Check out Episode 13 of the Read Literature podcast.
Today, we’re talking about the literature of change in the 1960s—how writers took on questions about what it meant to be Japanese in the post-war era and what was the continuing role of Japanese tradition.
We’re looking especially at Yukio Mishima and Kenzaburo Oe.
*This episode incorrectly states that Kenzaburo Oe was born in 1925. He was born in 1935.
Content warning: This episode addresses fascism and suicide.
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The Sea of Fertility Tetralogy by Yukio Mishima
- Spring Snow (translated by Michael Gallagher)
- Runaway Horses (translated by Michael Gallagher)
- The Temple of the Dawn (translated by E. Dale Saunders and Cecilia Segawa Seigle)
- The Decay of the Angel (translated by Edward Seidensticker)
Nip the Buds, Shoot the Kids by Kenzaburo Oe (translated by Paul St. John MacKintosh and Maki Sugiyama)
Other Books Mentioned in This Episode:
Beautiful Star by Yukio Mishima (translated by Steven Dodd, available in UK markets only)
“Patriotism” by Yukio Mishima (translated by Geoffrey W. Sargent) in The Penguin Book of Japanese Short Stories
“The Day He Himself Shall Wipe My Tears Away” (translated by John Nathan) in Teach Us to Outgrow Our Madness
Find Out More
The Constitution of Japan (English)
Read Japanese Literature’s Review of Yukio Mishima’s Novel Life for Sale
Ruminations on America, 1965. A translation by Hiroaki Sato of a part of Ōe’s essay, including his thoughts about Huckleberry Finn. (CW: Quotes Twain’s use of a racial slur)
The Swedish Academy’s 1994 Press Release about Kenzaburo Oe’s Nobel Prize for Literature
Kenzaburo Oe’s 1994 Nobel Lecture, “Japan, the Ambiguous, and Myself”
The History of Japan Podcast, hosted by Isaac Meyer
- Episode 19: Rising from the Ashes—the end of WWII and the American Occupation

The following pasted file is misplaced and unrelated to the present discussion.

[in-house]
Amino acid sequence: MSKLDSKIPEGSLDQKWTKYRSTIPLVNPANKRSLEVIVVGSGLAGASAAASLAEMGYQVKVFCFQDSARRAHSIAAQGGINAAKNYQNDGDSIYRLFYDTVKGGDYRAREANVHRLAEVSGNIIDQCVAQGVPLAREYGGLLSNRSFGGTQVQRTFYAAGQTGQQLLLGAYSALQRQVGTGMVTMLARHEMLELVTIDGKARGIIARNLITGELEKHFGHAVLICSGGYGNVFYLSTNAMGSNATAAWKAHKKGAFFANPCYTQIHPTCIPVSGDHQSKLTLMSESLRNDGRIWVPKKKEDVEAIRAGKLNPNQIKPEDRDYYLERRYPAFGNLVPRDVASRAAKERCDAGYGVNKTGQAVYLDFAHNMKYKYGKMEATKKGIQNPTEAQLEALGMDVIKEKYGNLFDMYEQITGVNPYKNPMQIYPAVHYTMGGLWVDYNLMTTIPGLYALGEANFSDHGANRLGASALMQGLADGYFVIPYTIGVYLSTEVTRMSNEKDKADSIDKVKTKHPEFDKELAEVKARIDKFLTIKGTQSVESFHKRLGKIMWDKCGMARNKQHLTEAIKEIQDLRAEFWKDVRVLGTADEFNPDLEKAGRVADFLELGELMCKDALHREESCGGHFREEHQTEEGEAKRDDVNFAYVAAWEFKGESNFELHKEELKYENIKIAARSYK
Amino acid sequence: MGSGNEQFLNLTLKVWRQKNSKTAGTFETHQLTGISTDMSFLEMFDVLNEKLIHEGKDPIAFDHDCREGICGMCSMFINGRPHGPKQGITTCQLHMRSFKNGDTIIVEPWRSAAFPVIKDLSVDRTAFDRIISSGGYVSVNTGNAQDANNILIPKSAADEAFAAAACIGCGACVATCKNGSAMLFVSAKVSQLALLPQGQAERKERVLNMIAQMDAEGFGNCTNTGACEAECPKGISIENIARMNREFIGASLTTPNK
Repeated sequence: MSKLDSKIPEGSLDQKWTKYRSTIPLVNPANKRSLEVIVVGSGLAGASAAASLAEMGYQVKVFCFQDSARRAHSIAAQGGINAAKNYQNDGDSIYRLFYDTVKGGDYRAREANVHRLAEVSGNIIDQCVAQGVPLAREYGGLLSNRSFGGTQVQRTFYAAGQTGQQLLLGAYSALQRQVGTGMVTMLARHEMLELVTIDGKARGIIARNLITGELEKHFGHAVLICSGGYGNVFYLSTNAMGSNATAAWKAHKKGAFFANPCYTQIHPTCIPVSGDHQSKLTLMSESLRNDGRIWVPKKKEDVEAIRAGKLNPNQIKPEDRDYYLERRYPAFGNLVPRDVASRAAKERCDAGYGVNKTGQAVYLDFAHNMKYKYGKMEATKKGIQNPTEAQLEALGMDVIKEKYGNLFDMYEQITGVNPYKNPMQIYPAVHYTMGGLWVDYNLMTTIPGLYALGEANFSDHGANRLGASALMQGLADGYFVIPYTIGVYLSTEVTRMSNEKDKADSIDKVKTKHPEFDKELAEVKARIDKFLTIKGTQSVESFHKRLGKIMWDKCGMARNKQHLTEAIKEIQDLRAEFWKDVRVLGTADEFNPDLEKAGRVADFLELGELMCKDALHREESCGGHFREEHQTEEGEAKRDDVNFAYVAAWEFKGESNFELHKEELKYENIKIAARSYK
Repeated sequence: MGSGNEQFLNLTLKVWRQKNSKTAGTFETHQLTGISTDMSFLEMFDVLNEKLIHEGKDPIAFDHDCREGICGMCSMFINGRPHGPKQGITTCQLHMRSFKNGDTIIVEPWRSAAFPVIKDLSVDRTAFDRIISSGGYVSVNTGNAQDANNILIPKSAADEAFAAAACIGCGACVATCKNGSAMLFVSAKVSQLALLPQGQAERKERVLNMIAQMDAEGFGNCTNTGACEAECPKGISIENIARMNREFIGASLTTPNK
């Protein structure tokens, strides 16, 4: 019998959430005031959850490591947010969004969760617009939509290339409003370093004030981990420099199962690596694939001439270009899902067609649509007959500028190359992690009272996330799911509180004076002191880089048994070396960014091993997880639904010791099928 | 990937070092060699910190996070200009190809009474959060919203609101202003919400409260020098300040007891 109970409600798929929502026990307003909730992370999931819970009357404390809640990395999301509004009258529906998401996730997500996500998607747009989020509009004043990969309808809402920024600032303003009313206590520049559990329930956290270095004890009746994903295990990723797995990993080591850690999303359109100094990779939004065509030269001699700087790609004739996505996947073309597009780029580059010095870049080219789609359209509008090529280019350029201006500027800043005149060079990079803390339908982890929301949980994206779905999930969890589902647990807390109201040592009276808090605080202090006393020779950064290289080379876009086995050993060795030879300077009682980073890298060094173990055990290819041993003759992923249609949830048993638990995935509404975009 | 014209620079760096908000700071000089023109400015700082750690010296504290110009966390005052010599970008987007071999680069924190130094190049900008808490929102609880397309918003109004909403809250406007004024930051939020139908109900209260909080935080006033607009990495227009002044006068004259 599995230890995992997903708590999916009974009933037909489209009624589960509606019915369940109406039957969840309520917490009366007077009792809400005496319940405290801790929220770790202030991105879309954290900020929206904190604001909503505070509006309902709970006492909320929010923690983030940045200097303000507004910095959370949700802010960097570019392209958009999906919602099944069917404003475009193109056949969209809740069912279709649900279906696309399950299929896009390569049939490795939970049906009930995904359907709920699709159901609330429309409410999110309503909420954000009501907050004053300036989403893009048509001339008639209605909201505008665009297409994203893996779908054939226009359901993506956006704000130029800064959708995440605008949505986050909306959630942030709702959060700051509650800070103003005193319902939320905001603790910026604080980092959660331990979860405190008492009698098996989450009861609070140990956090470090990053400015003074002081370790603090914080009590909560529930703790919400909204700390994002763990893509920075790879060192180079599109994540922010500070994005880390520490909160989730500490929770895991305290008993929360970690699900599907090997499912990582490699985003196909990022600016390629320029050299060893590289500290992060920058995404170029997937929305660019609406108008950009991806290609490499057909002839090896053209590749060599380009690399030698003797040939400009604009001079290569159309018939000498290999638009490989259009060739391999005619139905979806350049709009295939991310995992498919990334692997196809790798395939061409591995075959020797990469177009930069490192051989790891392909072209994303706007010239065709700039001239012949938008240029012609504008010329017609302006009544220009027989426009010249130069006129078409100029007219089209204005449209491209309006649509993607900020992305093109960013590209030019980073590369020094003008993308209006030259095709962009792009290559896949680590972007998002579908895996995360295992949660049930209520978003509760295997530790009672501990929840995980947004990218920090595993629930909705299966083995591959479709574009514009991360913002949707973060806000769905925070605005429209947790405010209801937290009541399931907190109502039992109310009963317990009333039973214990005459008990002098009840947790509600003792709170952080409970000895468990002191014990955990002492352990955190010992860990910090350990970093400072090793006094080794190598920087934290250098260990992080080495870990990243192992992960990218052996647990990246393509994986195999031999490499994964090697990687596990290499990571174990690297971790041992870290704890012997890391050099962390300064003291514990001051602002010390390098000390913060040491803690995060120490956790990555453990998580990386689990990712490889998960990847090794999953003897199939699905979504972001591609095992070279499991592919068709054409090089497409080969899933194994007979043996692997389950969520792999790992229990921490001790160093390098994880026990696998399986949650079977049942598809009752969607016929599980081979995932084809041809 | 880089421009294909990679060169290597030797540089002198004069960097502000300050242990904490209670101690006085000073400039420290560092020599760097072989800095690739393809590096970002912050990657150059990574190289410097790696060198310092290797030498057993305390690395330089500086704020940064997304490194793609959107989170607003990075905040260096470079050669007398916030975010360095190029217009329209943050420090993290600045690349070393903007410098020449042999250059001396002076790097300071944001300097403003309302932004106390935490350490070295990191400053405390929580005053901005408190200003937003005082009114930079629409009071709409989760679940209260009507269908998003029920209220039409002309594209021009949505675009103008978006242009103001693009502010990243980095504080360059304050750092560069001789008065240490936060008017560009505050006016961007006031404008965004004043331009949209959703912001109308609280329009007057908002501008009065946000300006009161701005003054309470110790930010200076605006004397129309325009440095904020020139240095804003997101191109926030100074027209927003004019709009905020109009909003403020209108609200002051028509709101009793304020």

- Episode 104: The Patriot—Yukio Mishima
- Episodes 244-5: The Summer of Rage. A deep dive into the history I only cover briefly here.
Understanding Japan: A Cultural History by Professor Mark J. Ravina. Produced by The Great Courses, 2015.
- 22: Japan’s Economic Miracle
“Literature” at Japanese Wiki Corpus
Japanese Literature at Facebook
Gordon, Andrew. A Modern History of Japan: From Tokugawa Times to the Present, 4th ed. OUP, 2019.
Iwamoto Yoshio. “The Nobel Prize in Literature, 1967-1987: A Japanese View” in World Literature Today, 1988.
Keene, Donald. Dawn to the West: Japanese Literature of the Modern Era—Fiction, 4th ed., 1999.
Kersten, Rikki. “The Intellectual Culture of Postwar Japan and the 1968-1969 University of Tokyo Struggles: Repositioning the Self in Postwar Thought” in Social Science Japan Journal, 2009.
Marcus, Marvin. Japanese Literature from Murasaki to Murakami, Association for Asian Studies, 2015.
Napier, Susan J. “Death and the Emperor: Mishima, Ōe, and the Politics of Betrayal” in The Journal of Asian Studies, 1989.
–. Escape from the Wasteland: Romanticism and Realism in the Fiction of Mishima Yukio and Oe Kenzaburo. Harvard, 1991.
Nathan, John. “Introduction” in Teach Us to Outgrow Our Madness. Grove, 1994.
Oe Kenzaburo. “Japan’s Dual Identity: A Writer’s Dilemma” in World Literature Today, 1988.
–. “Nobel Lecture: Japan, the Ambiguous, and Myself” at NobelPrize.org, 1994.
Remnick, David. “Reading Japan” at The New York Yorker Online, 1995. (free)
Sakurai Emiko. “Kenzaburo Ōe: the Early Years” in World Literature Today, 1984.
Schieder, Chelsea Szendi. Coed Revolution: The Female Student in the Japanese New Left. Duke, 2021.
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